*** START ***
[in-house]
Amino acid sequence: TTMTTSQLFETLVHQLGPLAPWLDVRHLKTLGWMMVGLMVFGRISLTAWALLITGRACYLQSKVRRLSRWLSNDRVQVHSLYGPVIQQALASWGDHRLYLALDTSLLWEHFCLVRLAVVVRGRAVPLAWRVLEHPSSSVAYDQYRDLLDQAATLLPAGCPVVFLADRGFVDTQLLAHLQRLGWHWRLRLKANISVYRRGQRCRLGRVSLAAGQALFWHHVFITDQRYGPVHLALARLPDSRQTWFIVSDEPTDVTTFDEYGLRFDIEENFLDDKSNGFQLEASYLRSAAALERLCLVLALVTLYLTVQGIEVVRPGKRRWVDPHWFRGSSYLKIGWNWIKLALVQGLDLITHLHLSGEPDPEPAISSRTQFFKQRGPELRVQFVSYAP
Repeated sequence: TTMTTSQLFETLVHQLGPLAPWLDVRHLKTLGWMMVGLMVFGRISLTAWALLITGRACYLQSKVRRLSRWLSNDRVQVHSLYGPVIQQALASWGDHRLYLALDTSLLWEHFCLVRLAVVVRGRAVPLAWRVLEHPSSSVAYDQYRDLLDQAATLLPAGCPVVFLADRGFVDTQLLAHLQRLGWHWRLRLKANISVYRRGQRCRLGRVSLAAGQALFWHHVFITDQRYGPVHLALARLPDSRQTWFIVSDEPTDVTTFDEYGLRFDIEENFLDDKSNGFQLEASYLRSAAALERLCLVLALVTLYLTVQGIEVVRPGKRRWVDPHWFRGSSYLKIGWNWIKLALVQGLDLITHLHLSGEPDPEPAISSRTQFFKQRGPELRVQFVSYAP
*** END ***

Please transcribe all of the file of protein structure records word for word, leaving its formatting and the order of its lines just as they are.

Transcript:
[in-house]
Amino acid sequence: TTMTTSQLFETLVHQLGPLAPWLDVRHLKTLGWMMVGLMVFGRISLTAWALLITGRACYLQSKVRRLSRWLSNDRVQVHSLYGPVIQQALASWGDHRLYLALDTSLLWEHFCLVRLAVVVRGRAVPLAWRVLEHPSSSVAYDQYRDLLDQAATLLPAGCPVVFLADRGFVDTQLLAHLQRLGWHWRLRLKANISVYRRGQRCRLGRVSLAAGQALFWHHVFITDQRYGPVHLALARLPDSRQTWFIVSDEPTDVTTFDEYGLRFDIEENFLDDKSNGFQLEASYLRSAAALERLCLVLALVTLYLTVQGIEVVRPGKRRWVDPHWFRGSSYLKIGWNWIKLALVQGLDLITHLHLSGEPDPEPAISSRTQFFKQRGPELRVQFVSYAP
Repeated sequence: TTMTTSQLFETLVHQLGPLAPWLDVRHLKTLGWMMVGLMVFGRISLTAWALLITGRACYLQSKVRRLSRWLSNDRVQVHSLYGPVIQQALASWGDHRLYLALDTSLLWEHFCLVRLAVVVRGRAVPLAWRVLEHPSSSVAYDQYRDLLDQAATLLPAGCPVVFLADRGFVDTQLLAHLQRLGWHWRLRLKANISVYRRGQRCRLGRVSLAAGQALFWHHVFITDQRYGPVHLALARLPDSRQTWFIVSDEPTDVTTFDEYGLRFDIEENFLDDKSNGFQLEASYLRSAAALERLCLVLALVTLYLTVQGIEVVRPGKRRWVDPHWFRGSSYLKIGWNWIKLALVQGLDLITHLHLSGEPDPEPAISSRTQFFKQRGPELRVQFVSYAP